Pubdate: Wed, 18 Jun 2003
Source: State, The (SC)
Copyright: 2003 The State
Author: Lisa Falkenberg


The Associated Press

Dallas Dr. Daniel Maynard took no appointments. Instead, hundreds of 
patients would wait for hours in the parking lot in a line that began 
forming the night before.

"When you've got 300 people ahead of you, you know a production line is 
what he's doing," said former patient Walter Shearin, 53, who would wait 
eight to 10 hours to see Maynard and get his prescription for narcotics 
renewed. "It's a red flag."

Maynard's practice was a red flag to state and federal authorities, too. 
They raided his clinic, home and bank last week and seized thousands of 
documents and computer equipment in an investigation into the deaths of 11 
patients, several of whom died of drug overdoses or toxic combinations of 

Investigators alleged in court papers that Maynard prescribed narcotics 
without a valid medical purpose.

No charges have been filed. But the 57-year-old doctor could face 
manslaughter or criminal negligent homicide charges, investigators said.

The investigation involves far more deaths than similar cases brought 
recently against doctors in Florida, Georgia and New Mexico, officials said.

The doctor still holds his medical license. But the district attorney's 
office has asked the federal Drug Enforcement Agency to revoke his license 
to prescribe narcotics. And the state canceled Medicaid reimbursement 
payments to the clinic.

The investigation has come as a relief to relatives of patients who died 
under Maynard's care. But the news was met with shock and frustration by 
lines of patients who took turns knocking on the locked door of the South 
Dallas clinic last week, waiting to be escorted in.

The doctor has not spoken publicly about the investigation. But his 
attorney, Jim Rolfe, said Maynard is "completely innocent."

"He did not prescribe anything to anyone that was not medically necessary, 
medically sound or medically OK to do so," Rolfe said, adding that the 
number of deaths -- 11 people, ages 29 to 62, over the past three years -- 
is "really not abnormal" considering the number of patients Maynard has.

Records show that in 2002, Maynard wrote more prescriptions for the 
sedative diazepam (also known by the brand name Valium) than any other 
doctor in Texas. And he wrote the second-most prescriptions for Tylenol 
with codeine. In all, he wrote 54,748 prescriptions last year, according to 
the records.

If Maynard worked an average 270 days a year, eight hours a day, that would 
work out to about 200 prescriptions per day.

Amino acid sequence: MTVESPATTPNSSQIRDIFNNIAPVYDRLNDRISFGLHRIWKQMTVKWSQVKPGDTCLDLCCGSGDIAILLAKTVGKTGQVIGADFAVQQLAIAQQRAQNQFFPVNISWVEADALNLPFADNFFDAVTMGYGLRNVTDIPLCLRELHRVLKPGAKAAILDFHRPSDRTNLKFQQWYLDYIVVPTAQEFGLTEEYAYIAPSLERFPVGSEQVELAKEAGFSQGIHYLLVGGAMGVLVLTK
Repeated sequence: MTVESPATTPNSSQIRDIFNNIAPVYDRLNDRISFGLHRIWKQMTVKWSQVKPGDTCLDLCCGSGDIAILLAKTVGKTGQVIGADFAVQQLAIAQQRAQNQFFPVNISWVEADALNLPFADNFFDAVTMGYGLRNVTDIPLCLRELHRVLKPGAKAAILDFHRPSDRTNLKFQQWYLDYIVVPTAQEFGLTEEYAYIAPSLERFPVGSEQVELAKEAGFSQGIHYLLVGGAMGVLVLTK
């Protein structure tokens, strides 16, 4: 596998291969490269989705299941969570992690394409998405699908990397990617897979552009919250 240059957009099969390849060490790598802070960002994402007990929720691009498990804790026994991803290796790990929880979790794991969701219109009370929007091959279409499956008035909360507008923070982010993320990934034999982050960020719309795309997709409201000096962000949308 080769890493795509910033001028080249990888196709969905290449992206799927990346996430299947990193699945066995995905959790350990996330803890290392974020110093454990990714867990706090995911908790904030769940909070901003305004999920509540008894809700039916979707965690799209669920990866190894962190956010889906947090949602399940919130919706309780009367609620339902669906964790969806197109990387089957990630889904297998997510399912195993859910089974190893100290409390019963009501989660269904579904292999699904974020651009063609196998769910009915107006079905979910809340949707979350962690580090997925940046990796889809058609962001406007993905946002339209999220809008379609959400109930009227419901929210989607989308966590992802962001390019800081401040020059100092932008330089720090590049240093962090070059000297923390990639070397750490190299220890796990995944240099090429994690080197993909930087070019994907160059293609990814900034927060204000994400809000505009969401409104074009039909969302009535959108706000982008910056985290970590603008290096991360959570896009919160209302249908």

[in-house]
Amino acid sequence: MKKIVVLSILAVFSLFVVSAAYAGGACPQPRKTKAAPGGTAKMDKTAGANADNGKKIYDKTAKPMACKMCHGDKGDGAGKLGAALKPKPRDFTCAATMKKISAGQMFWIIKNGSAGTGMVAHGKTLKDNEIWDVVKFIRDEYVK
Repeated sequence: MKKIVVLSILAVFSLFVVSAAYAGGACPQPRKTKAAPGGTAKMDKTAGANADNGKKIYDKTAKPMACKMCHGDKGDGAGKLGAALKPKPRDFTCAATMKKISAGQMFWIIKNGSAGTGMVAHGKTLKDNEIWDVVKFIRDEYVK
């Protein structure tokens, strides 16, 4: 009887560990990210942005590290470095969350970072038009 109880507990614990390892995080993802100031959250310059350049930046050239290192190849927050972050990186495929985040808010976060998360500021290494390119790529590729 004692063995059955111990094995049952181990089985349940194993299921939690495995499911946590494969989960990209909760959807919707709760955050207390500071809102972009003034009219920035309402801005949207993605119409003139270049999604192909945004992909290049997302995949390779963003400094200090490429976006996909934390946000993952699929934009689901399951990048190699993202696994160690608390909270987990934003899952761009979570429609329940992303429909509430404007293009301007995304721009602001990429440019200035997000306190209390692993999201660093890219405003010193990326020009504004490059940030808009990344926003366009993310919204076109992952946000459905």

"When we say 25 per hour, there's no way you could see the patient and 
write the prescriptions, much less document the whole situation," said Dale 
Austin, chief operating officer for the Federation of State Medical Boards.

Sandra Blackburn, a 47-year-old teacher, lost her two older brothers after 
years of pleading with them to stop seeing Maynard.

"I personally believe he's a drug dealer," she said. "He's a legal drug 
dealer. That's the sad thing."

Her brother Cecil Armitage, 62, died in March, surrounded by dozens of 
prescription bottles. Court records show Maynard had written him 23 
prescriptions for such drugs as the pain reliever and cough suppressant 
hydrocodone, Viagra, diazepam and cough syrup with codeine.

Blackburn's other brother, 52-year-old Harold Armitage, who suffered from 
high blood pressure, hepatitis C and kidney failure, was killed in a 
traffic accident after going to Maynard for pain medication. He had been 
prescribed such drugs as diazepam, hydrocodone, the muscle relaxant 
carisoprodol and Viagra, according to court records.

Patients waiting outside Maynard's clinic defended him as a kindhearted 
doctor who hands out cash to hungry people so they can buy fried chicken 
down the street and has become an institution in a part of town where 
haggard men ask strangers for bus fare and sirens wail incessantly.

"There's a lot of pain in this neighborhood and this is his specialty, 
treating pain," said patient Lawrence Stephenson, 58. He said he takes a 
narcotic for back pain.

Rebecca Martinez said Maynard is "the one who keeps my mom and dad alive."

District Attorney Bill Hill said support from patients is to be expected: 
"That's where they're getting their dope."

The district attorney and five other agencies, including the FBI and the 
DEA, began investigating Maynard after complaints by family members of 
patients who died from drug overdoses. Hill said it could take months to go 
through the seized evidence to determine whether Maynard, a doctor of 
osteopathy and a Texas general practitioner since 1973, will face charges.

Meanwhile, Rolfe said the doctor is still seeing patients -- 64 last 
Thursday alone.

"He's been in the community of South Dallas for 24 years," Rolfe said. 
"He's going to continue to practice as long as he possibly can."
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